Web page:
Under physiological conditions, tolerance to commensal bacteria is maintained through the induction of regulatory T cells that suppress immune responses. Central to this immune response modulation is retinoic acid, the active metabolite of vitamin A. Scientists on the EU-funded RA AND GD T CELLS (The effect of retinoic acid on the fate of γδ T cells) project wished to extend these findings to γδ T cells that defend the mucosal surfaces of the body against infection but also play a crucial role in autoimmunity. The inherent capacity of these cells to rapidly switch from a pro-inflammatory to an anti-inflammatory state and vice versa, strongly affects the outcome of the immune response. Importantly, γδ T cells have the capacity to be self-reactive, and therefore, influence the development of autoimmune diseases. To elucidate the role of vitamin A on γδ T cells, scientists isolated these cells from the lymph nodes, spleen and skin of mice. They observed that retinoic acid had an overall suppressive effect on γδ T cells and inhibited their capacity to differentiate, proliferate and respond to pathogenic stimuli. Treatment of a mouse model of multiple sclerosis with retinoic acid significantly reduced disease symptoms, and decreased the frequency and activity of the autoreactive γδ T cells as well as the CD4 helper T cells responsible for neuroinflammation. Interestingly, treatment of this single cell type with retinoic acid was enough to prevent immune cells from transferring diseases to recipient mice. Collectively, the findings of the study demonstrate that retinoic acid has powerful anti-inflammatory properties in a model of multiple sclerosis by suppressing the pathogenic function of γδ T cells. Given the role of γδ T cells in a number of autoimmune diseases, simple dietary interventions involving vitamin A-rich foods may help to re-set the immune imbalance in such patients.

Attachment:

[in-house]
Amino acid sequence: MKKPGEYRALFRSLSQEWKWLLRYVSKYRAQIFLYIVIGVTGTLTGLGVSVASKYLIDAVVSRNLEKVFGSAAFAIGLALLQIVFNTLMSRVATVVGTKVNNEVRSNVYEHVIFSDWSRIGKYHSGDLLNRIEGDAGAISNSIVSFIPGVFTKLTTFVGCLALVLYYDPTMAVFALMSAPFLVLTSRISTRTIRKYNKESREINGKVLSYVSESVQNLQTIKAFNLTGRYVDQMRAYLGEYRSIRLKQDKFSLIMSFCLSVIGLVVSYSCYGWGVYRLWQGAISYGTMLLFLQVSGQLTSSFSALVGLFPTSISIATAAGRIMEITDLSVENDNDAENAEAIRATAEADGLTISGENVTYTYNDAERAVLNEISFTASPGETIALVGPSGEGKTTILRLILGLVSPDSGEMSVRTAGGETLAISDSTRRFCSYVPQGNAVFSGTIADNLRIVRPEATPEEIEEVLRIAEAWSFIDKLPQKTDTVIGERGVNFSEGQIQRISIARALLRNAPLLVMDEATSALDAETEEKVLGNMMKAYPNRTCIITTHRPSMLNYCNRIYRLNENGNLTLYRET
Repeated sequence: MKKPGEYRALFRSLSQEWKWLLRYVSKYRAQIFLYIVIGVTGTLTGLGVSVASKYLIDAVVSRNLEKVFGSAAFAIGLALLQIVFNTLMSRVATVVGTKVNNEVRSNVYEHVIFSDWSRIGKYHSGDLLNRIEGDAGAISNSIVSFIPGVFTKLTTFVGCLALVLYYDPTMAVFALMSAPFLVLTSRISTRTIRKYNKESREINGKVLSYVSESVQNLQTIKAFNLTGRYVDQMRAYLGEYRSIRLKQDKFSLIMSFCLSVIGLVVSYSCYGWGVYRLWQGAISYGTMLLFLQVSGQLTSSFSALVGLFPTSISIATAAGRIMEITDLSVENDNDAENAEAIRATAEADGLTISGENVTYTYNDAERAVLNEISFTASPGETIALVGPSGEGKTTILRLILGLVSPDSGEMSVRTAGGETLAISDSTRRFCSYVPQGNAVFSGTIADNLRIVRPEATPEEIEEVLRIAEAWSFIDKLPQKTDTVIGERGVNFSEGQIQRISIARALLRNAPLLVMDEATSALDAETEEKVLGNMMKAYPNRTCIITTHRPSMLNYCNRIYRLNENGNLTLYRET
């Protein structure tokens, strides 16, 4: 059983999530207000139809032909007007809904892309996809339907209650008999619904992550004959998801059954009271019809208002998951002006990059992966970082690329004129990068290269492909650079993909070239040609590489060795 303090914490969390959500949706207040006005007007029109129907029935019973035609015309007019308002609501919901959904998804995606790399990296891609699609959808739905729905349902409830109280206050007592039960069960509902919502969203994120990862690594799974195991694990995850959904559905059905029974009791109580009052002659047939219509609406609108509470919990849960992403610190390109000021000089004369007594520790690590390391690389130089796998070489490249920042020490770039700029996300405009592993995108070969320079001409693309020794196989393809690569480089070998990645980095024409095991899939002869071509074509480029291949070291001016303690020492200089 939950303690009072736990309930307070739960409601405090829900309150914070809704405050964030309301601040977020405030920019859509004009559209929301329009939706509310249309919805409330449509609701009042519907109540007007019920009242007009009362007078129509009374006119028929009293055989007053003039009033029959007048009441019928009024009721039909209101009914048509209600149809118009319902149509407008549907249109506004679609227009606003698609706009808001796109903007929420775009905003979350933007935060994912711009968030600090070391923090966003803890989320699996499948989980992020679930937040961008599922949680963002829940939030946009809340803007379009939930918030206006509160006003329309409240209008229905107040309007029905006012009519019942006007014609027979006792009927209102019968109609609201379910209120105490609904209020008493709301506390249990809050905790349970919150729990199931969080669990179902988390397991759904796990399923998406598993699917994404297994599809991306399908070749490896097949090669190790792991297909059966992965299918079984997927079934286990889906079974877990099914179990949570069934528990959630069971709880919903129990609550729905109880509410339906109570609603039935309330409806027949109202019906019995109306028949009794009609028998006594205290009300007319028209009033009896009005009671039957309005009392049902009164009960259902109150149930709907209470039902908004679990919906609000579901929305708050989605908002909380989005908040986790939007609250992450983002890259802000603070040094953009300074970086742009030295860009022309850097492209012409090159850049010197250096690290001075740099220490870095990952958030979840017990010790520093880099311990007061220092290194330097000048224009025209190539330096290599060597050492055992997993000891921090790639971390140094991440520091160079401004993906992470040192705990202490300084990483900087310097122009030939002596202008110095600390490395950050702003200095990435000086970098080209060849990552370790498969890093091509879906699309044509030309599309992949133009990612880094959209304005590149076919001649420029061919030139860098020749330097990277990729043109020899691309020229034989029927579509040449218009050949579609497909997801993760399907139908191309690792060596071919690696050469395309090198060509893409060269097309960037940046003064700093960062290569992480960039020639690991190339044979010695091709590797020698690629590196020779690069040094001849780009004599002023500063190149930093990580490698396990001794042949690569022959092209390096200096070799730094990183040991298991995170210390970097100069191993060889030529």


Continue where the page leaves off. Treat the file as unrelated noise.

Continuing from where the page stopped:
Vitamin A, autoimmune, regulatory T cells, retinoic acid, RA AND GD T CELLS, γδ T cells, multiple sclerosis